BOARD AT WORK

Seek the right fit

The Advertiser - Careers - - Front Page - ALEXAN­DRA ECONOMOU Busi­ness Re­porter

BUSI­NESS peo­ple who are asked to take a board po­si­tion or as­pire to such a role are be­ing ad­vised to thor­oughly re­search an or­gan­i­sa­tion be­fore they be­come in­volved.

The dif­fer­ence be­tween why some boards suc­ceed and oth­ers fail can be at­trib­uted to a range of rea­sons, in­clud­ing the skill sets of those on the board, the or­gan­i­sa­tion’s fi­nan­cial po­si­tion and its strate­gic fu­ture.

Gov­er­nance Mat­ters ex­ec­u­tive di­rec­tor Kate Costello, who has run the con­sul­tancy for 25 years, says cor­po­rate lead­ers need to weigh up the con­se­quences and ad­van­tages to their ca­reer and the or­gan­i­sa­tion be­fore join­ing its board. ‘‘ The per­ti­nent ad­vice is that you don’t just ac­cept it, you need to do your due dili­gence,’’ she says. ‘‘Firstly, what is the fi­nan­cial po­si­tion of the or­gan­i­sa­tion be­cause you par­tic­u­larly need to know what the ac­counts look like.

‘‘Se­condly, it’s good to ques­tion and see how (fine-tuned) the com­pany’s strate­gic di­rec­tion is.

‘‘Fi­nally, you need to look at the cal­i­bre of the peo­ple who sit around the board­room ta­ble.’’

Ms Costello, who has a law de­gree and pre­vi­ously worked in man­age­ment at a com­mer­cial law firm, says peo­ple who are look­ing to gain a po­si­tion on a board need to look at their own skill sets and find an in­dus­try and or­gan­i­sa­tion that best suits them.

Tra­di­tion­ally, many women have gone from po­si­tions on school coun­cils and com­mu­nity not-for-profit boards to sim­i­lar roles in the cor­po­rate sec­tor.

‘‘For a lot of women that’s been the nor­mal pro­gram to­wards a com­mer­cial board ap­point­ment,’’ Ms Costello says.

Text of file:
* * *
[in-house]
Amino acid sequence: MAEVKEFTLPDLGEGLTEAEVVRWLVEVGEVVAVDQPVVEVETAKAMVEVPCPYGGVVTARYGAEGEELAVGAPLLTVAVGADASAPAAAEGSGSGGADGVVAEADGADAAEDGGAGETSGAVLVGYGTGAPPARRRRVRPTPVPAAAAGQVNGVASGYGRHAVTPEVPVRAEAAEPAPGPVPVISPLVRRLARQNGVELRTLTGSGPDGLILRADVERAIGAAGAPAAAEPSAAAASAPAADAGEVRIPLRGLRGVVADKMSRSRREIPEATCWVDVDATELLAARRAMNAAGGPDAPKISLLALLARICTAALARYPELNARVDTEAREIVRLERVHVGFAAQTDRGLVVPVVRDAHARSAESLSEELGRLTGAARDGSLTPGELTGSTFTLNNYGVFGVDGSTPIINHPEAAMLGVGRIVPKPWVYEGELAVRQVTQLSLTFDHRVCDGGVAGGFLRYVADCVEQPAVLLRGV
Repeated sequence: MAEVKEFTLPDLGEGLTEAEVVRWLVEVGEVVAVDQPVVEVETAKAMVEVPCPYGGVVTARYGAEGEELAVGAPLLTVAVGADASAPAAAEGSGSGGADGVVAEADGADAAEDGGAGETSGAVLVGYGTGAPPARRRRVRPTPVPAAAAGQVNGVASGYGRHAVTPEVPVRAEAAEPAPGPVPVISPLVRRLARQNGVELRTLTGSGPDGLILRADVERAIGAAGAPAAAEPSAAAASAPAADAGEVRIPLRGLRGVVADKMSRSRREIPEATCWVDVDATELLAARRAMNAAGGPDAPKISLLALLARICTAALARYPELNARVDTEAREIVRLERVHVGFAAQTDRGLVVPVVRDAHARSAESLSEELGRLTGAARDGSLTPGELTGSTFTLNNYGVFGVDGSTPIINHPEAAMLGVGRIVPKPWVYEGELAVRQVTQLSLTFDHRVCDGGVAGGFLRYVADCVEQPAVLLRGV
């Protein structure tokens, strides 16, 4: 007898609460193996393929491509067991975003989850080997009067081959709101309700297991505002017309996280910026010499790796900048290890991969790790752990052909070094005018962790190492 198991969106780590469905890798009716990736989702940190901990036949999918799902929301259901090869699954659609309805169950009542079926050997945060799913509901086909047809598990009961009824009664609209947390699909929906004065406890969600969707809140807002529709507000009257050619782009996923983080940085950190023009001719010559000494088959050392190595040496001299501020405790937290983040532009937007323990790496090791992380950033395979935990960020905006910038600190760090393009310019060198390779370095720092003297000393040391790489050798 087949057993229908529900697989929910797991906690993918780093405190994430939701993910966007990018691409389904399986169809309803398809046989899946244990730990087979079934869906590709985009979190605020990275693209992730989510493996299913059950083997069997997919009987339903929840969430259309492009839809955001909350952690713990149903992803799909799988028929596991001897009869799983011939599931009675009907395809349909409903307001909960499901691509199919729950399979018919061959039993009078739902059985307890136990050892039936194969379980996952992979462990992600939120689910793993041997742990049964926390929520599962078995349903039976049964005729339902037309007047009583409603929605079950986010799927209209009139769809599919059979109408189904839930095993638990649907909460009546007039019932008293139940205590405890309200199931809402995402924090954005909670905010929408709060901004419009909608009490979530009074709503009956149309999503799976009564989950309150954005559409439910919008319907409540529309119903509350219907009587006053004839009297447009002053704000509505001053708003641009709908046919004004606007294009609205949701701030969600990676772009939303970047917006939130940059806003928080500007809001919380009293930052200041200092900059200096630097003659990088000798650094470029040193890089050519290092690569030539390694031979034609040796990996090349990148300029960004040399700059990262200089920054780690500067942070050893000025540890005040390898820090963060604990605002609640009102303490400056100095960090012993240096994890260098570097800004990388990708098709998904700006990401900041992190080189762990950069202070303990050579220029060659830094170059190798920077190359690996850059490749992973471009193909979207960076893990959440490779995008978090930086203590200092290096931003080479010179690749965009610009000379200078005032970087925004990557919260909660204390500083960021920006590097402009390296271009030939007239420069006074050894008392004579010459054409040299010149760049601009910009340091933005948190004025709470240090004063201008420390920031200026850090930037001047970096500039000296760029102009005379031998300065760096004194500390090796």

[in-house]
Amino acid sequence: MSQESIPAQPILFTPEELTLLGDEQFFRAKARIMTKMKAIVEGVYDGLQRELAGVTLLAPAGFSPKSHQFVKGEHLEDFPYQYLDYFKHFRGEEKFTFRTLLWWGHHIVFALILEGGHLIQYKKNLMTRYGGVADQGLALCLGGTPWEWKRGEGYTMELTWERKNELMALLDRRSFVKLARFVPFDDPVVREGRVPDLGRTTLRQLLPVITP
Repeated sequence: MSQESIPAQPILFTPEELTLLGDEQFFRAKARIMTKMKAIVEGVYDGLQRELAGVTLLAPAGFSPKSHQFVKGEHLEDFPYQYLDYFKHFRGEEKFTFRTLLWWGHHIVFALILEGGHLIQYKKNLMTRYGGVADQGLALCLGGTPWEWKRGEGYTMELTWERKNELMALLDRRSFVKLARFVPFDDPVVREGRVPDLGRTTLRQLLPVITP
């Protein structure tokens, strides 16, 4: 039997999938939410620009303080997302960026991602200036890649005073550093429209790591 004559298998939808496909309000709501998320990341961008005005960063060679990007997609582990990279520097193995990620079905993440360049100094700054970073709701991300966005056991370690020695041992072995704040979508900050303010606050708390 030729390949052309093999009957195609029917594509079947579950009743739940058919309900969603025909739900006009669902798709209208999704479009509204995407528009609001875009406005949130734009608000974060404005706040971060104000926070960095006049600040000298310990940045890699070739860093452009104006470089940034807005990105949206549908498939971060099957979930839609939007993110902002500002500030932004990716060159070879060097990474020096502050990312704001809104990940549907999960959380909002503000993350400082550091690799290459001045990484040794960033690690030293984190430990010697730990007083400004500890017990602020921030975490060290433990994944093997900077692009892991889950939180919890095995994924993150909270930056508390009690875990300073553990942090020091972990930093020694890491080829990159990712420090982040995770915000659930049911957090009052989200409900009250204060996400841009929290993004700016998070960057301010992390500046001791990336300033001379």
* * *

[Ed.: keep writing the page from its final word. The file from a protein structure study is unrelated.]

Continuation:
‘‘In the ‘olden days’ you got a tap on the shoul­der (to take a board role). These days, it’s more rig­or­ous. Nev­er­the­less, it’s still very much word of mouth and who you know that can help you get a board spot.’’

When it comes to start­ing your re­search, Ms Costello ad­vises busi­ness peo­ple to look at web­sites, such as The Aus­tralian In- sti­tute of Com­pany Di­rec­tors and State and Fed­eral Govern­ment sites, to get a greater un­der­stand­ing of or­gan­i­sa­tions which have boards. And while the num­ber of women in board po­si­tions is slowly im­prov­ing in Aus­tralia, Ms Costello says it is still far from a level play­ing field be­tween fe­males and males.

‘‘I think we are go­ing to have to have some leg­isla­tive im­per­a­tive (to en­cour­age com­pa­nies to em­ploy more women on boards),’’ she says.

‘‘All that means is that or­gan­i­sa­tions are more likely to look be­yond their nor­mal ‘catch­ment group’. There are sen­sa­tional women out there with fab­u­lous ex­pe­ri­ence.’’

She says she of­ten rec­om­mends women for board po­si­tions when asked. ‘‘I have been on boards as the sole fe­male,’’ she says. ‘‘There tends to be the same women on sev­eral boards.’’

Pic­ture: CALUM ROBERT­SON

Gov­er­nance Mat­ters ex­ec­u­tive di­rec­tor Kate Costello ad­vises po­ten­tial board mem­bers to do their home­work.

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